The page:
…as Food and Drug Department intensifies enforcement
Importers of food items could see entire containers being refused entry if the expiry dates on products contained have elapsed or will shortly elapse. Added to this, such importers could find themselves before the court of law.
This assertion was Wednesday made by Director of the Government Analyst Food and Drug Department, Mr. Marlan Cole.
Cole in an invited comment, Wednesday, said, “We have people in the fast food industry bringing in expired things (food items) and putting them to use and people are not aware what they are getting.”
Although not in a position to share the names of the companies that have so engaged, Cole divulged “Right now, as I sit at my desk, I have entries from a particular organisation that has products that expired since March 2016.”
“Some of them we have talked to repeatedly, and urged them to stop doing this thing…We have had to hold several containers and sort through everything. (We have had to) take out the bad things then get an inspector to go seize the bad things and so on…We ain’t able with that no more!”
He made it clear that once the expiry day has reached on a product it is no longer suitable for consumption. “There is no grace period. Do you think we can send anything with an expired date to the United States? They will send you back with that expired thing.
“Once a product has a label stating used by a certain day once that date has passed there is no discussion about whether it has expired…If the product label clearly states it is expired it is expired and we will not accept importers bringing in such items anymore,” said Cole.
There have been occasions when quite a few products have slipped through the cracks, he added. “There have been times when we would have found two expired items, about 10 would have already passed through,” said Cole as he considered that “they just keep taking it for granted and when it slips through we don’t know and they continue to use these products in their preparation.”
According to Cole, the Food and Drug Department has increasingly become involved in such cases because of increased referrals from the Customs Department of the Guyana Revenue Authority (GRA).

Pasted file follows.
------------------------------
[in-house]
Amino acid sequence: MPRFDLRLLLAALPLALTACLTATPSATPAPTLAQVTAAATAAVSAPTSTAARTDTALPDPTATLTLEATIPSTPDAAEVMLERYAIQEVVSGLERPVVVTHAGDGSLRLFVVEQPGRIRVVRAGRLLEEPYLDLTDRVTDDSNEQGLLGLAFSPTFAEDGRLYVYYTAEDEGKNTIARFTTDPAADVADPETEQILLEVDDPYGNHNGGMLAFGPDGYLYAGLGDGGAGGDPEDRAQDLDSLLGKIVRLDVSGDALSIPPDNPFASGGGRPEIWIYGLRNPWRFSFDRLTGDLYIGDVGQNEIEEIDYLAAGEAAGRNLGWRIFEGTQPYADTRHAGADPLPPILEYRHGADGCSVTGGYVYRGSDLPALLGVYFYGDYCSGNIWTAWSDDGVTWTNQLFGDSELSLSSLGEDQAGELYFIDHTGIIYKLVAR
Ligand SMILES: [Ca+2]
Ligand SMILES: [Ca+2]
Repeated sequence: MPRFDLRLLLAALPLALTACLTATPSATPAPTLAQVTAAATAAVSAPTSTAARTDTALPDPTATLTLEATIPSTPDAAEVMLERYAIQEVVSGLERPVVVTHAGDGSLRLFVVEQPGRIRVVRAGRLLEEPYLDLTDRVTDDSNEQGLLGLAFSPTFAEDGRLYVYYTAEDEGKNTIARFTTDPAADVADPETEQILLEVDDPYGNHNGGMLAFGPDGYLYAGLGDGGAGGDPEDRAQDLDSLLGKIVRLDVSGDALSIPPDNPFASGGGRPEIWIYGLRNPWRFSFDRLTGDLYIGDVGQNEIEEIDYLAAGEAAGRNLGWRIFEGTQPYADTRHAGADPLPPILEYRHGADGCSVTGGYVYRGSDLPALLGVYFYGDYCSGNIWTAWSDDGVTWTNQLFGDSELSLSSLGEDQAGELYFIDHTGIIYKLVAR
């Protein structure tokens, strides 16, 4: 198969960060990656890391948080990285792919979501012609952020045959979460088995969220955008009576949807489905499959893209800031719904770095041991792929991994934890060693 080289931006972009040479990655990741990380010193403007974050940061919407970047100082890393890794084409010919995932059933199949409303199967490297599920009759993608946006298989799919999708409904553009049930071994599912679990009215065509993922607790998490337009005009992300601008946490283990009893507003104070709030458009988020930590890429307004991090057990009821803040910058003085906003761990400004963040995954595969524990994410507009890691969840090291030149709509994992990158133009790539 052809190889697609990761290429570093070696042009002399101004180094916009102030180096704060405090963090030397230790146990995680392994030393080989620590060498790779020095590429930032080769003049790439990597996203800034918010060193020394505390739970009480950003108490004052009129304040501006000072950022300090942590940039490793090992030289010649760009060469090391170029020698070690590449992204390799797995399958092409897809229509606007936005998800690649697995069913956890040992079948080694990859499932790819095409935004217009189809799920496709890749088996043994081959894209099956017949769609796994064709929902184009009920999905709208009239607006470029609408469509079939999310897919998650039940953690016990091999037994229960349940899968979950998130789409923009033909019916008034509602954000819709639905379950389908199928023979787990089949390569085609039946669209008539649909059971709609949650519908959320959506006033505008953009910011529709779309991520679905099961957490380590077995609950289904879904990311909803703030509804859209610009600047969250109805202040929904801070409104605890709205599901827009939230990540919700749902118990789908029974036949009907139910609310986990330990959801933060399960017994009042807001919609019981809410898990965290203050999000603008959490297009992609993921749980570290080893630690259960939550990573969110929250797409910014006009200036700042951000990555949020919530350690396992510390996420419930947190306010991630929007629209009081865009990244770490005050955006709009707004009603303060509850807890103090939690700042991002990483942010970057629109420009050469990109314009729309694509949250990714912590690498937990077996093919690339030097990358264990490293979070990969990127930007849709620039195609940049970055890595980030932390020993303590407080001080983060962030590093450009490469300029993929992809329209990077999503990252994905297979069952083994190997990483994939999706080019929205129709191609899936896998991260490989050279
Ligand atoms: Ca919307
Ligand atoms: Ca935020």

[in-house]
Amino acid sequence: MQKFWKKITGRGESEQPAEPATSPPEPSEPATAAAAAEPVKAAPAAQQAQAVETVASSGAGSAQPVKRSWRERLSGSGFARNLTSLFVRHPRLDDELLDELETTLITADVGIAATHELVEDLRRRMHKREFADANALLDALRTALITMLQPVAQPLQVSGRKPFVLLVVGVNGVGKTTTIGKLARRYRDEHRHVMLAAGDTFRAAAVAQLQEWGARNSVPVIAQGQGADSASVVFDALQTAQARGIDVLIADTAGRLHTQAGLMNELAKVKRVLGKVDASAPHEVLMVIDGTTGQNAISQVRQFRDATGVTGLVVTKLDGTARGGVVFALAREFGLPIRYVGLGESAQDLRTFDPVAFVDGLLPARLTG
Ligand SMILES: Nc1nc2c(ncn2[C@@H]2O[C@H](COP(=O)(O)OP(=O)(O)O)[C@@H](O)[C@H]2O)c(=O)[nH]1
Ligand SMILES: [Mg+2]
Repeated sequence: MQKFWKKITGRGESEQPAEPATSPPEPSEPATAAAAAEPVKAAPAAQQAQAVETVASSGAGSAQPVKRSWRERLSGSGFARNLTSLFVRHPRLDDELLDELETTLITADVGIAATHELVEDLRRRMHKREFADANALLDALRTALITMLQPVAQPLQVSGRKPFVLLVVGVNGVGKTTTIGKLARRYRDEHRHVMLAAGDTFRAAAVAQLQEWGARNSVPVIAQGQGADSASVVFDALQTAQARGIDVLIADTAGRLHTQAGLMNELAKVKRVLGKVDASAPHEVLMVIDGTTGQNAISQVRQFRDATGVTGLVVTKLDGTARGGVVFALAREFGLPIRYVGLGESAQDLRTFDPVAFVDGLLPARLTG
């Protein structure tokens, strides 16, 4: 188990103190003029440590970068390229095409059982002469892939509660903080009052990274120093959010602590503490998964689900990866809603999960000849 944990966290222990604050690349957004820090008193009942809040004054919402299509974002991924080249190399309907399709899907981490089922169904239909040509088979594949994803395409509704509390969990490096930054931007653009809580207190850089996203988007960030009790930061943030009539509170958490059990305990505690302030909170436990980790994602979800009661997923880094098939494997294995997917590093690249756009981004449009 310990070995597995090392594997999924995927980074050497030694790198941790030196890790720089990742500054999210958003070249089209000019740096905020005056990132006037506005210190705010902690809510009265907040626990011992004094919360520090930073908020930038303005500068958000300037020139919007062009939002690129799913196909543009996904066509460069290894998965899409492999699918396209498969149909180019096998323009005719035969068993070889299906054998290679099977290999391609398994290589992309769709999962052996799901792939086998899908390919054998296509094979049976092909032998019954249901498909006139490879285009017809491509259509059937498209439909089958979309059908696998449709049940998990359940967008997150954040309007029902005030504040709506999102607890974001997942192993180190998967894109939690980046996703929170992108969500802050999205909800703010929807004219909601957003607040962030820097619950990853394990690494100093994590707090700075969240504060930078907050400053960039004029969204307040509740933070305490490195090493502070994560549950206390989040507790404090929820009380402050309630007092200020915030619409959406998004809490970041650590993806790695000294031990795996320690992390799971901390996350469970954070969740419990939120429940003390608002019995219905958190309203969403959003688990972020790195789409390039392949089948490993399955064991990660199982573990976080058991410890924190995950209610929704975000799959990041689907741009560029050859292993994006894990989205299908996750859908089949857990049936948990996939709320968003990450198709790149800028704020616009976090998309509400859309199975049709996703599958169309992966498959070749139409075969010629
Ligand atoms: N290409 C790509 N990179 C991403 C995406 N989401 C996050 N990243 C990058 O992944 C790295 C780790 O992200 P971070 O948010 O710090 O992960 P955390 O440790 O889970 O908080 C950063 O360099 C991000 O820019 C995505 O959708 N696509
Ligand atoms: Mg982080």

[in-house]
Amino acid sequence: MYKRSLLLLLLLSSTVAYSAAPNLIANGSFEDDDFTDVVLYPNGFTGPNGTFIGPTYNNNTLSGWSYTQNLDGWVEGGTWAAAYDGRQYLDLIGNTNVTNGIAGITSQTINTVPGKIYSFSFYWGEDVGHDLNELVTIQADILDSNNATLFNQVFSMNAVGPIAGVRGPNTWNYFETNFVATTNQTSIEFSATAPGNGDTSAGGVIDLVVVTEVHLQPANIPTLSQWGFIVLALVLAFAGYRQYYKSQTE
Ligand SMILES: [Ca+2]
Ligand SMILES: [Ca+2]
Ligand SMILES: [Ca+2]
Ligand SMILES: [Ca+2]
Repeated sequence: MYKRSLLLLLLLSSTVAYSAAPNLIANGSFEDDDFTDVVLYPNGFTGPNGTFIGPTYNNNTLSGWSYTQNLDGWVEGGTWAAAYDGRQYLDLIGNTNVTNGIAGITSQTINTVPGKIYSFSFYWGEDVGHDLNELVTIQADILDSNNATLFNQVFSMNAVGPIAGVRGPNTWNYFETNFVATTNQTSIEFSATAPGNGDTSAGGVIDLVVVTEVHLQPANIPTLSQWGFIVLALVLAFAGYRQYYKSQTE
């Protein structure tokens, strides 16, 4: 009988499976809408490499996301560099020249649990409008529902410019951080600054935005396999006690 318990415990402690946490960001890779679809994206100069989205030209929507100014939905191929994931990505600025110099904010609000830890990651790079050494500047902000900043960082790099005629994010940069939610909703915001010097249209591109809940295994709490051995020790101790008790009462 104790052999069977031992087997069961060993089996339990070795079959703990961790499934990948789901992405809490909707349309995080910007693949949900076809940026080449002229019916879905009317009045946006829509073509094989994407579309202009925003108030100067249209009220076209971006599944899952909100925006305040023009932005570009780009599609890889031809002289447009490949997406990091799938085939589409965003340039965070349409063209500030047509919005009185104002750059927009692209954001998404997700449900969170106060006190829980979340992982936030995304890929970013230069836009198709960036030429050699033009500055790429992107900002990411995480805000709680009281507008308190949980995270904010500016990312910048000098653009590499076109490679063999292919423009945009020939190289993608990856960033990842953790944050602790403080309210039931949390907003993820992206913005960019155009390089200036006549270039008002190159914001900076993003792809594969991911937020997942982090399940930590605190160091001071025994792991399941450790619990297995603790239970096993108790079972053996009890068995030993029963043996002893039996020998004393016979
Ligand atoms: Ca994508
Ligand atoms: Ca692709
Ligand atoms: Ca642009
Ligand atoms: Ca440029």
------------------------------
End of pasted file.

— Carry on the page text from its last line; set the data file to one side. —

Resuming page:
In an official statement on the matter which was issued Wednesday, Cole said that “the Food and Drug Department is strongly advising all importers of food, particularly those who import foods for further processing and/or for use in the fast food industry, to ensure that they are not expired and have at least 75 per cent of their shelf life at the time of shipment.
It was revealed, too, that the Department has been frequently intercepting containers with some items already expired while others had only few days’ shelf life remaining.
In one such instance, it was highlighted that a container arrived in Guyana on December 24, 2016 with one item being expired since June 2, 2016 and others on November 19 and December 17, 2016.
In addition, there were reportedly some items that were going to be expired in January 2017, according to the Food and Drug statement signed by Cole.
“The department is also advising procurement/purchasing and quality assurance personnel in those industries to ensure that only items with acceptable expiration dates are ordered, shipped and or received to be used for food processing for our consumers,” the statement added.
It continued, “The department will no longer facilitate assortment (separation) exercises at any port of entry, neither in importers’ bonds nor in their warehouses. Action will now be taken against importers who knowingly and deliberately perpetuate this practice of importing expired and or short dated items.”
The statement noted that such actions will not be limited to the refusal of entry but will also include legal proceedings against perpetrators.
Cole said, “The department will continue to work in close collaboration with the Guyana Revenue Authority’s customs department to ensure food inspectors have easy and regular access to documents, records and containers with food destined to be used in the food process and or fast food industry.”
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